Radio’s Brain Challenge

radio on brainI often wonder if today’s youth would gravitate to the style of radio that attracted me to make radio broadcasting my career for five decades. Would they be attracted to a Dan Ingram, Robert W. Morgan, Dave Maynard, Ron Lundy, The Real Don Steele, Big Ron O’Brien, Larry Lujack or any of the countless other personalities that so influenced me as I was growing up?

Spoiler Alert: probably not

Old Brains vs New Brains

Our brains are wired by our experiences.

Those of us who grew up in the 60s, most likely had a transistor radio that only received Zenith RadioAM radio. Mine was a Zenith Royal 50 that came with an ear phone, that allowed me to listen to the Red Sox while in elementary school or to radio stations from far, far away after it was ‘lights out’ and I was supposed to be asleep.

This is an advertisement for that radio.

I saw it in Bristol, Tennessee at the “Birthplace of Country Music Museum.” I’m finding that a lot of my career memories are now museum pieces.

My brain was originally wired for AM radio, then FM stereo radio and all of the great radio personalities, promotions and stationality of that era.

More recently my brain has been wired for streaming audio and the convenience of playing anything that fits my mood via an Amazon Echo.

But anyone who has grown up in a world where streaming audio has always been there, has had their brain wired for only this kind of world, not the world of the 20th Century.

Classical Music’s Challenge

Classical music venues, including radio stations, are searching for new audiences as their current audience gets older.

With the typical American adult spending eleven-plus hours-a-day connected to media, today’s musical consumer can’t help but have their brain wired in a new way. Most of that listening is via computer speakers or wireless ear buds, not known for delivering the highest quality sound, but very convenient.

Classical music aficionados are all about quality of sound, so huge sums of money are spent building acoustically perfect auditoriums that often are in locations that are anything but easy for people to access.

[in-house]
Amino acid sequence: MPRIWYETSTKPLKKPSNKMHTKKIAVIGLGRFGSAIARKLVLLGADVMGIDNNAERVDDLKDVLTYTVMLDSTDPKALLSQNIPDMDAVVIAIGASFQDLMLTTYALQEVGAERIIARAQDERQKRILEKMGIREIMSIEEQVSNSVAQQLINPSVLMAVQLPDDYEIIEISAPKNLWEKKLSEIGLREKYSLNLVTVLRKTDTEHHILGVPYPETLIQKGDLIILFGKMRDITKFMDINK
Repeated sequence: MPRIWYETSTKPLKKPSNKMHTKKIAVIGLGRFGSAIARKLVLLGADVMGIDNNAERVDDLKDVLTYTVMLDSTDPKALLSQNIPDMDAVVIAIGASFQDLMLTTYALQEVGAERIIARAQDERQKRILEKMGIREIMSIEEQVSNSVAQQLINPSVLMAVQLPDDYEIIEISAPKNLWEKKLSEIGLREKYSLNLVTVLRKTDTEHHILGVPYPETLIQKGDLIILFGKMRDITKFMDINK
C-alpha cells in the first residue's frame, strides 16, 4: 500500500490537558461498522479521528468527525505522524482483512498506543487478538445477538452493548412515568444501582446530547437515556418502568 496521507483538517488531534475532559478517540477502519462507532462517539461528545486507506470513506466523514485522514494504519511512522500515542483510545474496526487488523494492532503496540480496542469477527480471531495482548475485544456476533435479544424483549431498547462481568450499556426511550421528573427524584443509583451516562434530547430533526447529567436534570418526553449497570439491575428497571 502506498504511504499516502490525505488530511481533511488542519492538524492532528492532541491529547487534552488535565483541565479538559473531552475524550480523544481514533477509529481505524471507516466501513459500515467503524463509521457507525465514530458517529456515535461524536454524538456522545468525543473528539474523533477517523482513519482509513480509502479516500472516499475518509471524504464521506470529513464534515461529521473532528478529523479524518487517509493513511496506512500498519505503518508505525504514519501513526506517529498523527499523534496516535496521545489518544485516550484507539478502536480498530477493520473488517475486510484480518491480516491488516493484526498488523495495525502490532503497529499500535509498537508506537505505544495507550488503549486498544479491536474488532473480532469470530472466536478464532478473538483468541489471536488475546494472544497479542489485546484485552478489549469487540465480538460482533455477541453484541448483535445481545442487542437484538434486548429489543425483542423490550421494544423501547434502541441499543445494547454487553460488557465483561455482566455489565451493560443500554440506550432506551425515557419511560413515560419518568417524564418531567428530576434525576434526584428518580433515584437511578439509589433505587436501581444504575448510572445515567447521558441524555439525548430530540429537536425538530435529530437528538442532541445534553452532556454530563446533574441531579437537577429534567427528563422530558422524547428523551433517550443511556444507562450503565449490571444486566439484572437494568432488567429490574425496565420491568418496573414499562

People want to listen to music everywhere; in cars, on buses, on trains & planes, and while walking on busy city streets. They don’t mind that the sound quality is less than perfect because convenience for them rules.

Our Brains Re-wire Quickly

To give you an example of how quickly our brains can be re-wired, V.S. Ramachandaran did an experiment where test subjects were shown a group of black dots on a white page. After studying the dots, participants soon began to see the form of a dog. MRI scans were used during the process and monitored participant brains being re-wired. Once the dog was seen, participants could not look at the paper again without immediately seeing a dog. Their brains had been re-wired that quickly.

On Demand Entertainment

I’ll admit it, I want my entertainment – audio or video – immediately available when I want it. My radio and television habits are nothing like they were when I was growing up when the only media I could see or hear came through the ether.

Initially cable TV and the TV remote control re-wired my brain for television viewing, but nothing has impacted my home media entertainment habits like streaming and on demand. Be it audio entertainment via our Amazon Echoes (now numbering 3) or video entertainment via Apple TV or Firestick, everything now is on demand to match our mood thanks to streaming via the internet.

Is It Real or AI?

Artificial Intelligence, or AI, has gotten so sophisticated that they are “paving the way for “deepfake” videos, content that falsely shows people saying and doing things they never said or did,” says CNBC.

Just the other week I read where James Dean, who died 64 years ago, will be starring in an upcoming movie about the Vietnam War. This has been made possible by the use of computer-generated imaging of James Dean.

A New Radio Format

Larry LujackThat got me to thinking that maybe a new radio format could be created bringing back deceased personalities like Robert W. Morgan, Dan Ingram, The Real Don Steele, Big Ron O’Brien, Ron Lundy, Larry Lujack among other greats by using the power of artificial intelligence. These incomparable radio personalities would “live again” via talented writers and programmers who would tell them what to say. Can you imagine how it might sound?

It would be like the “DJ Hall of Fame” on Rewound Radio, only the weather forecasts, the news, the community events etc. would all be current and up-to-date.

Which brings me back to how I started this article, would the radio listeners of today listen? Would their brains be so completely re-wired that they wouldn’t find it appealing? I fear they wouldn’t. Just as Vaudeville shtick stopped appealing to the generations of audiences with access to movies, television and radio.

In the end, doing something new means doing something fundamentally different.


If you’d like to know more about how advanced Artificial Intelligence has become, watch this five and a half-minute YouTube video. AI can clone your voice after listening to it for just 5-seconds. Click HERE